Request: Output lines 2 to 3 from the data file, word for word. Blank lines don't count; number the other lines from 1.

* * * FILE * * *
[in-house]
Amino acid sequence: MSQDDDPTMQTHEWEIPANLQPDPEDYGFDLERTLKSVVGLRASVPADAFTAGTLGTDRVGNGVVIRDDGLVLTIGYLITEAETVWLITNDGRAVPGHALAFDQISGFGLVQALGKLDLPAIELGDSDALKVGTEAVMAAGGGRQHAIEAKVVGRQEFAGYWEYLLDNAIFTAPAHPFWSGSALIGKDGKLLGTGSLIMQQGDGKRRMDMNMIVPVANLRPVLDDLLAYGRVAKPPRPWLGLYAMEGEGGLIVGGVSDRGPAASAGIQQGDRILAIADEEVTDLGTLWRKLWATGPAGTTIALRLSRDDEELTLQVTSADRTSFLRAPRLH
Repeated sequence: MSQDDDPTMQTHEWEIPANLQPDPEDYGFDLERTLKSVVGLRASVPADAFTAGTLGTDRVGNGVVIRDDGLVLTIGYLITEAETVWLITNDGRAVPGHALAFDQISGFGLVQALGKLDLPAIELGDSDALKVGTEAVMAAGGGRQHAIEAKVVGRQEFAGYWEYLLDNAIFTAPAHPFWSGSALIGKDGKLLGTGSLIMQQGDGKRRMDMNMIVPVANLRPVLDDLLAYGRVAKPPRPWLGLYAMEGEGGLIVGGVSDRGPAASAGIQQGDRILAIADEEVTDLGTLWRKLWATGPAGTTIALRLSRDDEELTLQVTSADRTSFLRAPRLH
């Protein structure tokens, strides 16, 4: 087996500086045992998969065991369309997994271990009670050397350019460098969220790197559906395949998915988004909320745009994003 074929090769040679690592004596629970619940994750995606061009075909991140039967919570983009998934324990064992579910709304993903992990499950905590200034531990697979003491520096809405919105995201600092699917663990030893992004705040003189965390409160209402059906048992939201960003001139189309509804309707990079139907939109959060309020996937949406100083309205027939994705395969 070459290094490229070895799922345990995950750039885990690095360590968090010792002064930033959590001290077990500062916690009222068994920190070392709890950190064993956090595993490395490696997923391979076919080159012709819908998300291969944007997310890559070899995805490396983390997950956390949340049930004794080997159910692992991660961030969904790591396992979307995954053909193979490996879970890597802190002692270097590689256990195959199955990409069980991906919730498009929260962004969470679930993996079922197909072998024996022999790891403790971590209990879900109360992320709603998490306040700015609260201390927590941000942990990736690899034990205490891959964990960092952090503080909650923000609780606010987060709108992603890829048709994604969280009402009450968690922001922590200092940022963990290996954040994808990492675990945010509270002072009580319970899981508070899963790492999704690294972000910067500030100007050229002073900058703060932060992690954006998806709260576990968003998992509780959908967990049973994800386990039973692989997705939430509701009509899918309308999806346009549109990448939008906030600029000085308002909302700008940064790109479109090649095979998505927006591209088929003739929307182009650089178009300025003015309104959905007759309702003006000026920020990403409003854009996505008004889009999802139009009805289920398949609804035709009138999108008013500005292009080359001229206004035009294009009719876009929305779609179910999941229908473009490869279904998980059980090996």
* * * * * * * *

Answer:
Amino acid sequence: MSQDDDPTMQTHEWEIPANLQPDPEDYGFDLERTLKSVVGLRASVPADAFTAGTLGTDRVGNGVVIRDDGLVLTIGYLITEAETVWLITNDGRAVPGHALAFDQISGFGLVQALGKLDLPAIELGDSDALKVGTEAVMAAGGGRQHAIEAKVVGRQEFAGYWEYLLDNAIFTAPAHPFWSGSALIGKDGKLLGTGSLIMQQGDGKRRMDMNMIVPVANLRPVLDDLLAYGRVAKPPRPWLGLYAMEGEGGLIVGGVSDRGPAASAGIQQGDRILAIADEEVTDLGTLWRKLWATGPAGTTIALRLSRDDEELTLQVTSADRTSFLRAPRLH
Repeated sequence: MSQDDDPTMQTHEWEIPANLQPDPEDYGFDLERTLKSVVGLRASVPADAFTAGTLGTDRVGNGVVIRDDGLVLTIGYLITEAETVWLITNDGRAVPGHALAFDQISGFGLVQALGKLDLPAIELGDSDALKVGTEAVMAAGGGRQHAIEAKVVGRQEFAGYWEYLLDNAIFTAPAHPFWSGSALIGKDGKLLGTGSLIMQQGDGKRRMDMNMIVPVANLRPVLDDLLAYGRVAKPPRPWLGLYAMEGEGGLIVGGVSDRGPAASAGIQQGDRILAIADEEVTDLGTLWRKLWATGPAGTTIALRLSRDDEELTLQVTSADRTSFLRAPRLH